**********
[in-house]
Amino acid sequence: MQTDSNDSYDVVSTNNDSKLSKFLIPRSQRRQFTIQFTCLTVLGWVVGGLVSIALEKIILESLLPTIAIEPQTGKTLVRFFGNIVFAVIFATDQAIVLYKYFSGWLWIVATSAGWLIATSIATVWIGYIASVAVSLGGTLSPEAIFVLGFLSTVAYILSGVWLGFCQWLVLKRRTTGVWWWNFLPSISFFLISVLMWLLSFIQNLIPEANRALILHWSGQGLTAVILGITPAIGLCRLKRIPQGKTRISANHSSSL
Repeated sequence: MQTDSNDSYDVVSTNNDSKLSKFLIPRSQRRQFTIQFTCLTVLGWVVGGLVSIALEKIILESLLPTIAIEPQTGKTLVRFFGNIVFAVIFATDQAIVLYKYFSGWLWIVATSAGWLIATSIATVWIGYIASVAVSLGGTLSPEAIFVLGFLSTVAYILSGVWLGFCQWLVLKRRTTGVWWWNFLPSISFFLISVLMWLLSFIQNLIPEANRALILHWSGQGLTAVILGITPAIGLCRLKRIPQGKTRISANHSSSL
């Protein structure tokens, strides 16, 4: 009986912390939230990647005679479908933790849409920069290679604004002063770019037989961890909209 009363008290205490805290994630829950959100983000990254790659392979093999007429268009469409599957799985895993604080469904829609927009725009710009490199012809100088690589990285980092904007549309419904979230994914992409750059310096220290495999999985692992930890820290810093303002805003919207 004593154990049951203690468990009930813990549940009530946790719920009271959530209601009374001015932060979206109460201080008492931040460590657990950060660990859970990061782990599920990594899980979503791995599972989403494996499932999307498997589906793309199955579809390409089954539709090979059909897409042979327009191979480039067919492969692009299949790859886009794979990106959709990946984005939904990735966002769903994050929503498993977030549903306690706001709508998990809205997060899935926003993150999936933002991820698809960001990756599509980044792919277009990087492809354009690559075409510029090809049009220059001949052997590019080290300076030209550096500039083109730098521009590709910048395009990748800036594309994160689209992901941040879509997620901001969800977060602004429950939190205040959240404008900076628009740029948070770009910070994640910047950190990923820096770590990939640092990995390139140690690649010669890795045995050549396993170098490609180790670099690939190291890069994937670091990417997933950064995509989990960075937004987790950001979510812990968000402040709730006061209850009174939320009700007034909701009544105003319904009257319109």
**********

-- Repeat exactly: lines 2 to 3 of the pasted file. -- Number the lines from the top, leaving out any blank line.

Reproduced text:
Amino acid sequence: MQTDSNDSYDVVSTNNDSKLSKFLIPRSQRRQFTIQFTCLTVLGWVVGGLVSIALEKIILESLLPTIAIEPQTGKTLVRFFGNIVFAVIFATDQAIVLYKYFSGWLWIVATSAGWLIATSIATVWIGYIASVAVSLGGTLSPEAIFVLGFLSTVAYILSGVWLGFCQWLVLKRRTTGVWWWNFLPSISFFLISVLMWLLSFIQNLIPEANRALILHWSGQGLTAVILGITPAIGLCRLKRIPQGKTRISANHSSSL
Repeated sequence: MQTDSNDSYDVVSTNNDSKLSKFLIPRSQRRQFTIQFTCLTVLGWVVGGLVSIALEKIILESLLPTIAIEPQTGKTLVRFFGNIVFAVIFATDQAIVLYKYFSGWLWIVATSAGWLIATSIATVWIGYIASVAVSLGGTLSPEAIFVLGFLSTVAYILSGVWLGFCQWLVLKRRTTGVWWWNFLPSISFFLISVLMWLLSFIQNLIPEANRALILHWSGQGLTAVILGITPAIGLCRLKRIPQGKTRISANHSSSL